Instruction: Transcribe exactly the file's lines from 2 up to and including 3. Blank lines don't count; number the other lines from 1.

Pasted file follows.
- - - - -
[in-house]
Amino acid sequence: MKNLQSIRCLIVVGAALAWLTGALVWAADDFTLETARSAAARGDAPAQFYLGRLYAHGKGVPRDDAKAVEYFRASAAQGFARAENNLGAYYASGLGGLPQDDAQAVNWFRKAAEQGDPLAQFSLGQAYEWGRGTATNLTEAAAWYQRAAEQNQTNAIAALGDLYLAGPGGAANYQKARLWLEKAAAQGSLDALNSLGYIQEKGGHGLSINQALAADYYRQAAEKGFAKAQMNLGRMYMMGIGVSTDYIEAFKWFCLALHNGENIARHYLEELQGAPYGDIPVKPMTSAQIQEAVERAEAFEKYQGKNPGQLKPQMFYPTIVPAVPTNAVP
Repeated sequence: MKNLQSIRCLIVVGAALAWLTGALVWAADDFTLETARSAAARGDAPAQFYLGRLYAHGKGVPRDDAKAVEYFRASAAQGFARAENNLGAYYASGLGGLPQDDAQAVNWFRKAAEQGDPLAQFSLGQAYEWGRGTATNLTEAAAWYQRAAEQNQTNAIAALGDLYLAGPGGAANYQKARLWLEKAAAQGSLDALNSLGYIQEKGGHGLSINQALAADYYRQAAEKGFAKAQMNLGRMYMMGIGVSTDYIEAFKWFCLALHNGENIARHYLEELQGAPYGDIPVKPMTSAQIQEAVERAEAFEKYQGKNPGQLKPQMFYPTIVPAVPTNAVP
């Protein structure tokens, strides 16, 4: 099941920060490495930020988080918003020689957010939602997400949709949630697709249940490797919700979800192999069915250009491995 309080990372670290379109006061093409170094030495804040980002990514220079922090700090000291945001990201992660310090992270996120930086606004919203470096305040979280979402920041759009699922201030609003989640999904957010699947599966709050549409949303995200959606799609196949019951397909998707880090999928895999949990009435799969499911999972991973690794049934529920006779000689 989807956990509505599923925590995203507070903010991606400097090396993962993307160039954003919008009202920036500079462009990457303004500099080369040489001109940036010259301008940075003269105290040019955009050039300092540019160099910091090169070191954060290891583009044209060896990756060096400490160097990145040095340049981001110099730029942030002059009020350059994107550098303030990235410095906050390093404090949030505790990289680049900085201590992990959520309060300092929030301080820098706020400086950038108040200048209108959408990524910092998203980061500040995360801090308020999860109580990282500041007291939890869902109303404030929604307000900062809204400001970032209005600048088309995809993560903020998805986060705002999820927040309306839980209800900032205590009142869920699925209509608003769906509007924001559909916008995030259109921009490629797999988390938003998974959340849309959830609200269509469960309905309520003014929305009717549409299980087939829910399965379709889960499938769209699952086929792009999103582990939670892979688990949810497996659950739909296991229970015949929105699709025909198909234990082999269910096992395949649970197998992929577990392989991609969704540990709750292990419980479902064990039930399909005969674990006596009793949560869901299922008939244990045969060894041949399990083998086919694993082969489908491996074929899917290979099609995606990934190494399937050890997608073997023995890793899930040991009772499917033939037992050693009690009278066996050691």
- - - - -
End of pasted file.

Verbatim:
Amino acid sequence: MKNLQSIRCLIVVGAALAWLTGALVWAADDFTLETARSAAARGDAPAQFYLGRLYAHGKGVPRDDAKAVEYFRASAAQGFARAENNLGAYYASGLGGLPQDDAQAVNWFRKAAEQGDPLAQFSLGQAYEWGRGTATNLTEAAAWYQRAAEQNQTNAIAALGDLYLAGPGGAANYQKARLWLEKAAAQGSLDALNSLGYIQEKGGHGLSINQALAADYYRQAAEKGFAKAQMNLGRMYMMGIGVSTDYIEAFKWFCLALHNGENIARHYLEELQGAPYGDIPVKPMTSAQIQEAVERAEAFEKYQGKNPGQLKPQMFYPTIVPAVPTNAVP
Repeated sequence: MKNLQSIRCLIVVGAALAWLTGALVWAADDFTLETARSAAARGDAPAQFYLGRLYAHGKGVPRDDAKAVEYFRASAAQGFARAENNLGAYYASGLGGLPQDDAQAVNWFRKAAEQGDPLAQFSLGQAYEWGRGTATNLTEAAAWYQRAAEQNQTNAIAALGDLYLAGPGGAANYQKARLWLEKAAAQGSLDALNSLGYIQEKGGHGLSINQALAADYYRQAAEKGFAKAQMNLGRMYMMGIGVSTDYIEAFKWFCLALHNGENIARHYLEELQGAPYGDIPVKPMTSAQIQEAVERAEAFEKYQGKNPGQLKPQMFYPTIVPAVPTNAVP